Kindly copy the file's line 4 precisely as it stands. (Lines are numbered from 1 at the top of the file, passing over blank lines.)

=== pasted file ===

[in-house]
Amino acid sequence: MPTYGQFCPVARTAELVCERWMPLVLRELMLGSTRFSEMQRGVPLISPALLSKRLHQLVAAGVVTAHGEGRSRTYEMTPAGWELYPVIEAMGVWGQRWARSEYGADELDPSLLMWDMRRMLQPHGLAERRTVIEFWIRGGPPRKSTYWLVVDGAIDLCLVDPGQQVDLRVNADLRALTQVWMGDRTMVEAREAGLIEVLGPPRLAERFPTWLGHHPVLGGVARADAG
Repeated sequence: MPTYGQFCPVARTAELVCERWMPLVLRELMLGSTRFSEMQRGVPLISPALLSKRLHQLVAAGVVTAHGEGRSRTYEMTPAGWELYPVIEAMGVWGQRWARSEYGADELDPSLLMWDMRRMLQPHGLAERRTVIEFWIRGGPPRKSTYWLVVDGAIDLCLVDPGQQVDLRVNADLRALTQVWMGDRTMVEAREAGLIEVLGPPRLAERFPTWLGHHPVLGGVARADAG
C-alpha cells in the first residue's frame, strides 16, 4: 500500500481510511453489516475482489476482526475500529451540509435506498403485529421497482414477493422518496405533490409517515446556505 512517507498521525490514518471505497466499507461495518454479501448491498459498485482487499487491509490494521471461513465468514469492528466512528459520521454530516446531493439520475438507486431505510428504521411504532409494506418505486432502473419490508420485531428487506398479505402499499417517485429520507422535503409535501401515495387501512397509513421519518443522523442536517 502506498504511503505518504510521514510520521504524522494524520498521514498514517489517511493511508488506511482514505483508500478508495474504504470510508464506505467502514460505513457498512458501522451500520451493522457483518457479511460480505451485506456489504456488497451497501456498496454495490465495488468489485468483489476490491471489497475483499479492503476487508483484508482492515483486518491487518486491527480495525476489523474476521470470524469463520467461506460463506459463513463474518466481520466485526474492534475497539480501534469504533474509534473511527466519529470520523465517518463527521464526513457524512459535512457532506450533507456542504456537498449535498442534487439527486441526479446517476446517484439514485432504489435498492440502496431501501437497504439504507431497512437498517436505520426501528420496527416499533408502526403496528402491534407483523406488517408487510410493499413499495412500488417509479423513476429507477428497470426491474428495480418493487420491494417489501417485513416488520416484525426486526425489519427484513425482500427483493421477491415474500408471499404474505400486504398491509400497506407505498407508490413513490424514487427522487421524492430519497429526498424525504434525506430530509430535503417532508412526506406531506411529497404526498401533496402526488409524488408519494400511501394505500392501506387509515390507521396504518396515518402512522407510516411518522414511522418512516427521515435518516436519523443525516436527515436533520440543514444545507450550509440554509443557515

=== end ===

C-alpha cells in the first residue's frame, strides 16, 4: 500500500481510511453489516475482489476482526475500529451540509435506498403485529421497482414477493422518496405533490409517515446556505 512517507498521525490514518471505497466499507461495518454479501448491498459498485482487499487491509490494521471461513465468514469492528466512528459520521454530516446531493439520475438507486431505510428504521411504532409494506418505486432502473419490508420485531428487506398479505402499499417517485429520507422535503409535501401515495387501512397509513421519518443522523442536517 502506498504511503505518504510521514510520521504524522494524520498521514498514517489517511493511508488506511482514505483508500478508495474504504470510508464506505467502514460505513457498512458501522451500520451493522457483518457479511460480505451485506456489504456488497451497501456498496454495490465495488468489485468483489476490491471489497475483499479492503476487508483484508482492515483486518491487518486491527480495525476489523474476521470470524469463520467461506460463506459463513463474518466481520466485526474492534475497539480501534469504533474509534473511527466519529470520523465517518463527521464526513457524512459535512457532506450533507456542504456537498449535498442534487439527486441526479446517476446517484439514485432504489435498492440502496431501501437497504439504507431497512437498517436505520426501528420496527416499533408502526403496528402491534407483523406488517408487510410493499413499495412500488417509479423513476429507477428497470426491474428495480418493487420491494417489501417485513416488520416484525426486526425489519427484513425482500427483493421477491415474500408471499404474505400486504398491509400497506407505498407508490413513490424514487427522487421524492430519497429526498424525504434525506430530509430535503417532508412526506406531506411529497404526498401533496402526488409524488408519494400511501394505500392501506387509515390507521396504518396515518402512522407510516411518522414511522418512516427521515435518516436519523443525516436527515436533520440543514444545507450550509440554509443557515